|This article needs additional citations for verification. (February 2013)|
|Sub grouping||Air spirit, Elemental|
Sylph (also called sylphid) is a mythological creature in the Western tradition. The term originates in Paracelsus, who describes sylphs as invisible beings of the air, his elementals of air. There is no known substantial mythos associated with them.
Alchemy and literature
The first mainstream western discussion of sylphs comes with Alexander Pope. In Rape of the Lock, Pope satirizes French Rosicrucian and alchemical writings when he invents a theory to explain the sylph. In a parody of heroic poetry and the "dark" and "mysterious" literature of pseudo-science, and in particular the sometimes esoterically Classical heroic poetry of the 18th century in England and France, Pope pretends to have a new alchemy, in which the sylph is the mystically, chemically condensed humors of peevish women. In Pope's poem, women who are full of spleen and vanity turn into sylphs when they die because their spirits are too full of dark vapors to ascend to the skies. Belinda, the heroine of Pope's poem, is attended by a small army of sylphs, who foster her vanity and guard her beauty.
This is a parody of Paracelsus, inasmuch as Pope imitates the pseudo-science of alchemy to explain the seriousness with which vain women approach the dressing room. In a slight parody of the divine battle in Pope's Rape of the Lock, when the Baron of the poem attempts to cut a lock of Belinda's hair, the sylphs interpose their airy bodies between the blades of the scissors (to no effect whatsoever). Ariel, the chief sylph in The Rape of the Lock, has the same name as Prospero's servant in Shakespeare's The Tempest.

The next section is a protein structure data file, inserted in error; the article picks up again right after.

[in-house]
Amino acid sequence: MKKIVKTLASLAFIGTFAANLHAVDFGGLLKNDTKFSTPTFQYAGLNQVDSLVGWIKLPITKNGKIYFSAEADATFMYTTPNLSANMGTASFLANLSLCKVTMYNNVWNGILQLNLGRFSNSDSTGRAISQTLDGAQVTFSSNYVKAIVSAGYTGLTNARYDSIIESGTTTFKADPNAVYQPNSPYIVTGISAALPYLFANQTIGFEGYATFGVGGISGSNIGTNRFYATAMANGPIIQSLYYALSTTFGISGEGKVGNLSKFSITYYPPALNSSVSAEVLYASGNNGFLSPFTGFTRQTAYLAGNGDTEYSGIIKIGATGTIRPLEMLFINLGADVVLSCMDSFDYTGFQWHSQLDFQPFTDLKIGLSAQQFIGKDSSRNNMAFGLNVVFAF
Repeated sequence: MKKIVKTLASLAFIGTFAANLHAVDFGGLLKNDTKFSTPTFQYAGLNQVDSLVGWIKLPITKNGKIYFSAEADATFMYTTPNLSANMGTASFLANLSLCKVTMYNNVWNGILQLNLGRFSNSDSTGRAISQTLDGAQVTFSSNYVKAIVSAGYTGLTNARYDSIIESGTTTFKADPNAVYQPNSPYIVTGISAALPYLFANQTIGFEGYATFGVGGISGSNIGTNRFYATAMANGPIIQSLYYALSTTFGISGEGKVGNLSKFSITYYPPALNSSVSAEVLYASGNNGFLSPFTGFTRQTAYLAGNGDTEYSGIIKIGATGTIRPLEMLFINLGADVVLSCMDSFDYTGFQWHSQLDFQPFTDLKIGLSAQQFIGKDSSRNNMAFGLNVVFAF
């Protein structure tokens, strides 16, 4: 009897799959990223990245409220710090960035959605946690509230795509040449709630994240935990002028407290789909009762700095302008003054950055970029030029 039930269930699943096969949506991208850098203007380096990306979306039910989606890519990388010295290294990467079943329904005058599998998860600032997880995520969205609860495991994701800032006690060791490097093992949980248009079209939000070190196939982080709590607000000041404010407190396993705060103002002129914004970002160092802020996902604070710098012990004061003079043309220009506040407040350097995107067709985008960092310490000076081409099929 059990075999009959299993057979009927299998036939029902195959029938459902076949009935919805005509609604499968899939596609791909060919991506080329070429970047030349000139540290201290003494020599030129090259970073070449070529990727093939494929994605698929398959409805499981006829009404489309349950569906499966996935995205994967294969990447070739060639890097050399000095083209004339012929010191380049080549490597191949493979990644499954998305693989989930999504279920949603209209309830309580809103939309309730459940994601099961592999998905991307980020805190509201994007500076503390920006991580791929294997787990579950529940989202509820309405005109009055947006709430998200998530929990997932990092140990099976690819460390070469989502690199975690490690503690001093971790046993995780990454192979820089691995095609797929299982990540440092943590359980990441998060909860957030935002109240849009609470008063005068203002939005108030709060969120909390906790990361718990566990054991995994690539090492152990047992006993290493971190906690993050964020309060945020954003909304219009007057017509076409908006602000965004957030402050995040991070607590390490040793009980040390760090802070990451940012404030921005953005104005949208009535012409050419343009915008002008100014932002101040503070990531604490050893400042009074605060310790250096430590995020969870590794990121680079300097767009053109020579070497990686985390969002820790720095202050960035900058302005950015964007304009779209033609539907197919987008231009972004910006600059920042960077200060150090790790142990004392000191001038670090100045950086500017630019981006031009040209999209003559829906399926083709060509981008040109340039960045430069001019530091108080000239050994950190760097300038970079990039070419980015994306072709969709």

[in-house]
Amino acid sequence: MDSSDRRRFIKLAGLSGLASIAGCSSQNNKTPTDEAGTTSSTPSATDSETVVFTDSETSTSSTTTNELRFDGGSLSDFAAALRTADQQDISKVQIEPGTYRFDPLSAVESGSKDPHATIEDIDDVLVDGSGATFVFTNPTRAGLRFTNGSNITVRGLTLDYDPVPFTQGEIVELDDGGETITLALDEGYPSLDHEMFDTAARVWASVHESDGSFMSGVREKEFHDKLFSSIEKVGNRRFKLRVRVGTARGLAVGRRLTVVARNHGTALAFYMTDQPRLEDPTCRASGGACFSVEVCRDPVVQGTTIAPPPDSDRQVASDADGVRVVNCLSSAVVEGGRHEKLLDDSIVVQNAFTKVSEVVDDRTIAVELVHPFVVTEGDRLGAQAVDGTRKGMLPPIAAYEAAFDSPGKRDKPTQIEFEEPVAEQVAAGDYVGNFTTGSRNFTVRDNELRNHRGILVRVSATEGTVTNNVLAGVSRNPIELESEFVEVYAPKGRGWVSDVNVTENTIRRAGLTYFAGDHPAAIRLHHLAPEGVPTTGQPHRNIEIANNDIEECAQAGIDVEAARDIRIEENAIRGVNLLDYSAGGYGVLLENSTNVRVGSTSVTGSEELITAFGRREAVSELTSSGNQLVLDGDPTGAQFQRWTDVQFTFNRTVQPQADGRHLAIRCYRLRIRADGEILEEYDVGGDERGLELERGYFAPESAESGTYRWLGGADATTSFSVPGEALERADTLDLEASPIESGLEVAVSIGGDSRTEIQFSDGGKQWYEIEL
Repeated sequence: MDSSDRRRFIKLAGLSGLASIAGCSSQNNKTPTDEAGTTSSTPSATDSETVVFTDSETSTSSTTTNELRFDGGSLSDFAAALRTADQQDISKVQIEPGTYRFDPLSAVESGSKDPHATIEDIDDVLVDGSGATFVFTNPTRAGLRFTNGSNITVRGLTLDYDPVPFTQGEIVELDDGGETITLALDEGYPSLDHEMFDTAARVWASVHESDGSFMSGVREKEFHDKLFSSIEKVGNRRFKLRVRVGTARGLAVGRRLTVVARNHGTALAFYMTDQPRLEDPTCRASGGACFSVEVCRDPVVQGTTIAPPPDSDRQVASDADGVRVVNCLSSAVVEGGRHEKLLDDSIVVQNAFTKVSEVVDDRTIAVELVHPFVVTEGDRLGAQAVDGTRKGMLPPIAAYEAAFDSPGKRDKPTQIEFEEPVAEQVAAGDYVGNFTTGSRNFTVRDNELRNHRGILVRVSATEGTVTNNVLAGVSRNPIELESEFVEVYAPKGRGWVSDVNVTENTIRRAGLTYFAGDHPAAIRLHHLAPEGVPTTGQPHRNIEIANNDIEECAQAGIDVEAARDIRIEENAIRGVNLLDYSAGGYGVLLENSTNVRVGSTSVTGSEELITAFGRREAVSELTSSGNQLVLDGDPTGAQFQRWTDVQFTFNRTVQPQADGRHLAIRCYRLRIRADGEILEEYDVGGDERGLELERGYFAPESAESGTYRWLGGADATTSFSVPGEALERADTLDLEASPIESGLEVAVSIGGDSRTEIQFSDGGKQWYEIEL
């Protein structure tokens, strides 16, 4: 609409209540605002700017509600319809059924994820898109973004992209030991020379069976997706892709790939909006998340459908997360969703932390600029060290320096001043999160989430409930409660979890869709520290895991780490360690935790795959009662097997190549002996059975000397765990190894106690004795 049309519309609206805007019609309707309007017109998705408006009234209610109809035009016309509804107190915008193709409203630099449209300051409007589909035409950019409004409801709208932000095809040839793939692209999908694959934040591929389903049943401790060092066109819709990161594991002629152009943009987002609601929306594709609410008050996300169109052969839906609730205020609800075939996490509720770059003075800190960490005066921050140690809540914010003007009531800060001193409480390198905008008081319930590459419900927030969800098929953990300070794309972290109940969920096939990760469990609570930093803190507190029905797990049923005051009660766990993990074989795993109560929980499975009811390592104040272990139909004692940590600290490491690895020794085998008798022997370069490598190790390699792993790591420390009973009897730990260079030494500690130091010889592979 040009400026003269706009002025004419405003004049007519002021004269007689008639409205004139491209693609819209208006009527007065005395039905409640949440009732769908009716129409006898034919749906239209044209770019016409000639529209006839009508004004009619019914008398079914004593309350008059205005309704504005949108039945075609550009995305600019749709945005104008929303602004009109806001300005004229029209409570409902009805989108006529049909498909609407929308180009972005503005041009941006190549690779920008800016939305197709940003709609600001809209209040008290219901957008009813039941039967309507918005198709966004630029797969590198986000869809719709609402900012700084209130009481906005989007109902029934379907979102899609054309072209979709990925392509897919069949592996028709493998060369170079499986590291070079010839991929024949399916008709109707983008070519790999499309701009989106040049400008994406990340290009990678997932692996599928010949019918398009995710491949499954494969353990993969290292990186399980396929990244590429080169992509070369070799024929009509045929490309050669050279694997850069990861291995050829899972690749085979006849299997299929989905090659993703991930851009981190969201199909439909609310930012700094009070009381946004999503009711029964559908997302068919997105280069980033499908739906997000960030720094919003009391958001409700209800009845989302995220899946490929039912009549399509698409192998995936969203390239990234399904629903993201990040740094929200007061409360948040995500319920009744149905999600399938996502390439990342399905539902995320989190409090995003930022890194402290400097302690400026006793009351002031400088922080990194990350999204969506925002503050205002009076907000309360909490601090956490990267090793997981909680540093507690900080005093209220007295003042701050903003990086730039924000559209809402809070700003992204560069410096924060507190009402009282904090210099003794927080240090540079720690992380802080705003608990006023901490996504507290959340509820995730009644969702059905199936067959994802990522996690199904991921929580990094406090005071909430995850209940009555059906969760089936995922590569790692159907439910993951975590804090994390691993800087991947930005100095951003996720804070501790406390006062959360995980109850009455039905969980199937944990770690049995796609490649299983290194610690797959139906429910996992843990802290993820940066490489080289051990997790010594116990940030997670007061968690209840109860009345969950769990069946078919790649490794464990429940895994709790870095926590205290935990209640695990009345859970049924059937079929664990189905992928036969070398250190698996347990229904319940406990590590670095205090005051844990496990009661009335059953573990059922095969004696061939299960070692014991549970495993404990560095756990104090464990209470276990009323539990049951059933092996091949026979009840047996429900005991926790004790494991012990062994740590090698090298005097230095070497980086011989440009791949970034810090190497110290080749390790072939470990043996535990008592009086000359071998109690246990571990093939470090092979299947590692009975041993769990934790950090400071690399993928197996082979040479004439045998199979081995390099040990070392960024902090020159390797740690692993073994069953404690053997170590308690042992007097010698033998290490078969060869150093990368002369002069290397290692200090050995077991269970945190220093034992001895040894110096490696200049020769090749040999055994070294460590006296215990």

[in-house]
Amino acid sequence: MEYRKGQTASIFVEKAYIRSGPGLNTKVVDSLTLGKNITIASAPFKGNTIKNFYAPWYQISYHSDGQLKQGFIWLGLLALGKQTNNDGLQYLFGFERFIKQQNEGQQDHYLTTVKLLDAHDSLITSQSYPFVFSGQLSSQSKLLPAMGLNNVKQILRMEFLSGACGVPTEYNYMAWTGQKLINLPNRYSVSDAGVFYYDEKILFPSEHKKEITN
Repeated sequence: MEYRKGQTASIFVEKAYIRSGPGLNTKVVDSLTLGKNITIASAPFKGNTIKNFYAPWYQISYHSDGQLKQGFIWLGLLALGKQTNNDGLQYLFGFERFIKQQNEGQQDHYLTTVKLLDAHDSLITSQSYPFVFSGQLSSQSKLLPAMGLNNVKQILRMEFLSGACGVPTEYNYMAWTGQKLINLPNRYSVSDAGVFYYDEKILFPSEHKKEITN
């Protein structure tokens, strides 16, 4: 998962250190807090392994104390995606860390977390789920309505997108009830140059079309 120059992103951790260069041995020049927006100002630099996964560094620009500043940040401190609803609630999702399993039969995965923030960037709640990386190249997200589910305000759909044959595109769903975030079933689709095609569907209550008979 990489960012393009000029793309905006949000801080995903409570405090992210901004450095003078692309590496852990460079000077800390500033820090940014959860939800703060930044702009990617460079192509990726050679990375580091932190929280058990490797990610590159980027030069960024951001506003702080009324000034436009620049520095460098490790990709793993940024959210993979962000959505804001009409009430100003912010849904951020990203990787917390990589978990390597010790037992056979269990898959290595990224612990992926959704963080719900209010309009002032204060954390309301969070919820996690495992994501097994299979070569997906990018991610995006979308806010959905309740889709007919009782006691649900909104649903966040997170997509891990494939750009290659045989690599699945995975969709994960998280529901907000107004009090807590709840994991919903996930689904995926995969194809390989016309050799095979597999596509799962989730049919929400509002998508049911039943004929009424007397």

Willow, in Terry Brooks' Magic Kingdom of Landover series is a sylph and the wife of protagonist Ben Holiday. She is the daughter of the River Master and a wood elemental, giving her pale green skin and emerald hair. Her dual nature is reflected in the fact that she must transform into a Willow tree once every 21 days to maintain her life force. She has a tense and distant relationship with her father, as her existence serves as a permanent reminder to him of the brief relationship he desires to reclaim, but never can. And so it is to her mother that she turns for guidance.
Because of their association with the ballet La Sylphide, where sylphs are identified with fairies and the medieval legends of fairyland, as well as a confusion with other "airy spirits" (e.g., in William Shakespeare's A Midsummer Night's Dream), a slender girl may be referred to as a sylph.
Sylph has passed into general language as a term for minor spirits, elementals, or faeries of the air. Fantasy authors will sometimes employ sylphs in their fiction. Sylphs could create giant artistic clouds in the skies with their airy wings.